• Standardized work – Businesses like repeatable tasks that can be improved. Developers like a clear definition of what is expected of them.

Starting with these concepts, I think it’s possible to get developers on board with Lean IT.  With a little flexibility, compromise, and focus on the core business principles of Lean, a team can move down the path of increasing customer value. Let’s start there.
Onward and upward!

Photo credit: https://flic.kr/p/6U71RM – Jeff Sandquist via Creative Commons

Repeating software processes. To attract and repel.

Are we attracted to repetition?

Yes.  We all are. It touches every facet of our lives. As a few examples, we eat the same types of foods each week, we watch the same TV series, and we read books that belong to a series. A study and report from Alix Spiegel of NPR captures the power of repetition in music that attracts us. Spiegel reports that “90 percent of the music we listen to is music we’ve heard before. We return again and again to our favorite songs, listening over and over to the same musical riffs, which themselves repeat over and over inside the music..” She then gives the result of a study that shows how people preferred music with repetition over the same song without repetition.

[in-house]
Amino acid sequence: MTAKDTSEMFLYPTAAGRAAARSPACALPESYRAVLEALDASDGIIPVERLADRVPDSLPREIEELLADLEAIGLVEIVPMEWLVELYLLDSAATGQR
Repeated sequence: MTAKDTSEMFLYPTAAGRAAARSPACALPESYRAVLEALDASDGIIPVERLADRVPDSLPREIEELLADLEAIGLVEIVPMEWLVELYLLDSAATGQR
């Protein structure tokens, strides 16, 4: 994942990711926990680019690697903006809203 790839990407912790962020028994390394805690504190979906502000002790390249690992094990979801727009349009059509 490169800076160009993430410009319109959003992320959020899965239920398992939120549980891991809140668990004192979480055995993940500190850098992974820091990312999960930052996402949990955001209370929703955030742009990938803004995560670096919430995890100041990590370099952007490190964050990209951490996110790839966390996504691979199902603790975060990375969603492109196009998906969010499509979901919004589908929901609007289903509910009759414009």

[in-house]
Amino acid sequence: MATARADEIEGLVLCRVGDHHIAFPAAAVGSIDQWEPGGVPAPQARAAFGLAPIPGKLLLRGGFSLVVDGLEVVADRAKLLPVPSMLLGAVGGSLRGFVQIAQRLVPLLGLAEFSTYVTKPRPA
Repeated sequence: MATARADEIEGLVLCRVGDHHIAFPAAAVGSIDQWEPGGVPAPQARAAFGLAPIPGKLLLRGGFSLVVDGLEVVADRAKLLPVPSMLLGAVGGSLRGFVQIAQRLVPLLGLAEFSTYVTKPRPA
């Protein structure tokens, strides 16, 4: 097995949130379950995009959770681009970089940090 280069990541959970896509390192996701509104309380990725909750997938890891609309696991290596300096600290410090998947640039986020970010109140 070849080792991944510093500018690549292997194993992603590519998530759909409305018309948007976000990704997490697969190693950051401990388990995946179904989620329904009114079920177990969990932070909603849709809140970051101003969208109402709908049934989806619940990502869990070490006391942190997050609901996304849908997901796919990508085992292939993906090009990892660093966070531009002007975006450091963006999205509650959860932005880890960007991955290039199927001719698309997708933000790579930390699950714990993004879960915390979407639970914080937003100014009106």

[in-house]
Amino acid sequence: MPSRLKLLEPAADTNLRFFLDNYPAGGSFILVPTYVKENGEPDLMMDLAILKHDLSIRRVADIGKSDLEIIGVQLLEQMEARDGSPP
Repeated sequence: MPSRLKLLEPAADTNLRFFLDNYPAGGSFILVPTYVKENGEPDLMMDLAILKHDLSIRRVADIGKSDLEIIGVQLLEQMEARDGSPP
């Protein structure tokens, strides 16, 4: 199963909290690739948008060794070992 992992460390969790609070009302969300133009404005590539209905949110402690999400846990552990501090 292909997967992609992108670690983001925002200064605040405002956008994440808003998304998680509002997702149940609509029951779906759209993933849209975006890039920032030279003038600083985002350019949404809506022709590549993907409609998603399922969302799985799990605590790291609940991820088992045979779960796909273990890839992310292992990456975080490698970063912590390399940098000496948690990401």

Repetition in Software Development.

Software development has the same draw for repetition. Managers spend time and thought to create a software development lifecycle (SDLC) that fits their company culture and team skill sets. They want something repeatable to drive efficiencies of a process, consistency of work output, and reliability of estimates. These are the attractiven features of a SDLC.

There’s an entire business industry built on repetition in software development. Books, training, and consultants feed us new ideas and different ways to think. But the end game they seek is adoption to a standard method that works within the framework of our business culture. This is all for good reason. As a professional in the world of software development, I recognize that we must be disciplined. I recognize that we have to think and find more efficient ways to produce software so that we can stay competitive and drive results through the business.

But there is a repelling force to repetition as well.

There are two danger zones that software managers should consider with repetition in process. Both of these creep-in an organization silently. Ironically they destroy the very things that repetitive process can build.